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Duke's missing money

The University has decided to repay the federal government nearly $700,000 after two employees embezzled federal grant money from the Center for Demographic Studies and its lead researcher, Kenneth Manton. The fact that the University lost track of so much money is inexcusable, and although the guilt surely lies with the two employees responsible for the theft, the lack of oversight of the Center for Demographic Studies by the University is also to blame.

Fortunately, the University removed Manton from direct supervision of administrative and financial matters and instituted changes in how the Center for Demographic Studies operates.

When a person handles millions of dollars, someone at the University needs to ensure that he uses the money correctly. This is especially true now, when Arts and Sciences is suffering a budget shortfall. For the past year, Dean of the Faculty of Arts and Sciences William Chafe has been talking about "tough choices" that have to be made in order to keep costs and spending under control. However, it seems as if Arts and Sciences cannot even control the money that it currently has under its purview.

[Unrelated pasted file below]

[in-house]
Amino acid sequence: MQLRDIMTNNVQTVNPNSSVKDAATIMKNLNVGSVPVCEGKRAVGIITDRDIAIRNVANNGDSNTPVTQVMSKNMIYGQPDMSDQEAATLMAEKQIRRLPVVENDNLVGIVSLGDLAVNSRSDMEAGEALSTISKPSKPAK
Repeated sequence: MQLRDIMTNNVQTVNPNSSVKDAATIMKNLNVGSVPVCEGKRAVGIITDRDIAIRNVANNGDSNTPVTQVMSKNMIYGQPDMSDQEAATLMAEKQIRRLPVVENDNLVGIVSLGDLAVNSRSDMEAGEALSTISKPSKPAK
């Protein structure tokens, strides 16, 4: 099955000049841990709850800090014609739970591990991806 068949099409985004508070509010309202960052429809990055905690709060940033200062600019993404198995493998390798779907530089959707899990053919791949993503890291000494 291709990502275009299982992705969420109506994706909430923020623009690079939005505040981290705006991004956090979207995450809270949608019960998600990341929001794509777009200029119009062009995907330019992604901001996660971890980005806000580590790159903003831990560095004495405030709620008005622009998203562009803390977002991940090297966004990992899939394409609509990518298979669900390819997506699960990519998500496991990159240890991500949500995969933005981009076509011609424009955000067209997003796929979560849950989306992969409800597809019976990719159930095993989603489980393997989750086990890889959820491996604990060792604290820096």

Some of the responsibility for this debacle lies with Chafe. Max Woodbury, a professor emeritus at the center, says that he voiced concerns about Manton and the center's operation in fall 2000, a full six months before the University discovered that Manton and the center had been swindled. Although Chafe says Woodbury's comments did not warrant an investigation, if administrators had looked into the center's operations when Woodbury complained instead of in April 2001, perhaps the impact of this theft could have been mitigated.

The essential problems lie in the lack of oversight that administrators have over center operations. Of course, principal investigators and centers must have some degree of freedom from the University in order to conduct their research. But this degree of freedom should not be a license for centers to run willy-nilly without any University supervision. In the aftermath of this scandal, the University clearly does not have enough supervision of centers and might be well served to conduct more frequent audits of their centers that often escape the overview of more clearly defined departmental budgets.

Administrators argue that this incident is isolated. That may be, but there is no way to tell for sure, since the University has not been forthcoming about the incident. To prevent incidents like this in the future, administrators should increase communication with its centers and researchers. One way the University can do that is by promoting an atmosphere where center employees feel comfortable going to senior administrators with complaints about the way their centers are being managed and feel that their concerns will be taken seriously.

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